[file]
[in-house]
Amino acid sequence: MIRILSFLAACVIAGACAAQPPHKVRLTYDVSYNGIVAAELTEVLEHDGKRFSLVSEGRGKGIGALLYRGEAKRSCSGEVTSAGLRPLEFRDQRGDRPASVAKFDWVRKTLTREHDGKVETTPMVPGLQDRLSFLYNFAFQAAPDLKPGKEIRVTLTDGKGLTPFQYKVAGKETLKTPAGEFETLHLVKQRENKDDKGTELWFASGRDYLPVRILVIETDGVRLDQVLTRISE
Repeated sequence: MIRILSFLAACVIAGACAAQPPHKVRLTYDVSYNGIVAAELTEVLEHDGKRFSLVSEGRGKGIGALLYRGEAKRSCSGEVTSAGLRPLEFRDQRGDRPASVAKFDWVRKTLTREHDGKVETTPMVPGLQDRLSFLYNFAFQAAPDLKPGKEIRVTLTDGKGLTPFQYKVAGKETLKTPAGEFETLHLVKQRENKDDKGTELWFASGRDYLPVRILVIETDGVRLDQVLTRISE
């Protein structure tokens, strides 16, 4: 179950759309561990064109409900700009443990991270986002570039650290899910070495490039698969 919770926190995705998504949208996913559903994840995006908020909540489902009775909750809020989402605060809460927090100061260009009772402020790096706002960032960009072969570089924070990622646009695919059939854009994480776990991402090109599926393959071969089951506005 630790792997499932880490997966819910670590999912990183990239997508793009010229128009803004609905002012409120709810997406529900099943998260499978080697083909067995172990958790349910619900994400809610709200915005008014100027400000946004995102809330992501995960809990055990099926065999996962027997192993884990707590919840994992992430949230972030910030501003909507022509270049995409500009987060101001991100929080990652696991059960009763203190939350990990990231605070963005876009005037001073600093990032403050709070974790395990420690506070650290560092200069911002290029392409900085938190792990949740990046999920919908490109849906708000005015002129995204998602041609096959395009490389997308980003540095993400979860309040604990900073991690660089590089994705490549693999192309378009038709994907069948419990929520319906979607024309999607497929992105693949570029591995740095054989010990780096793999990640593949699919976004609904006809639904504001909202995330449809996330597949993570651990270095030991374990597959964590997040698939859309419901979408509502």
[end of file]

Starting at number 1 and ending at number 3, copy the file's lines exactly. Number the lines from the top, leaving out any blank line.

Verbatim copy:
[in-house]
Amino acid sequence: MIRILSFLAACVIAGACAAQPPHKVRLTYDVSYNGIVAAELTEVLEHDGKRFSLVSEGRGKGIGALLYRGEAKRSCSGEVTSAGLRPLEFRDQRGDRPASVAKFDWVRKTLTREHDGKVETTPMVPGLQDRLSFLYNFAFQAAPDLKPGKEIRVTLTDGKGLTPFQYKVAGKETLKTPAGEFETLHLVKQRENKDDKGTELWFASGRDYLPVRILVIETDGVRLDQVLTRISE
Repeated sequence: MIRILSFLAACVIAGACAAQPPHKVRLTYDVSYNGIVAAELTEVLEHDGKRFSLVSEGRGKGIGALLYRGEAKRSCSGEVTSAGLRPLEFRDQRGDRPASVAKFDWVRKTLTREHDGKVETTPMVPGLQDRLSFLYNFAFQAAPDLKPGKEIRVTLTDGKGLTPFQYKVAGKETLKTPAGEFETLHLVKQRENKDDKGTELWFASGRDYLPVRILVIETDGVRLDQVLTRISE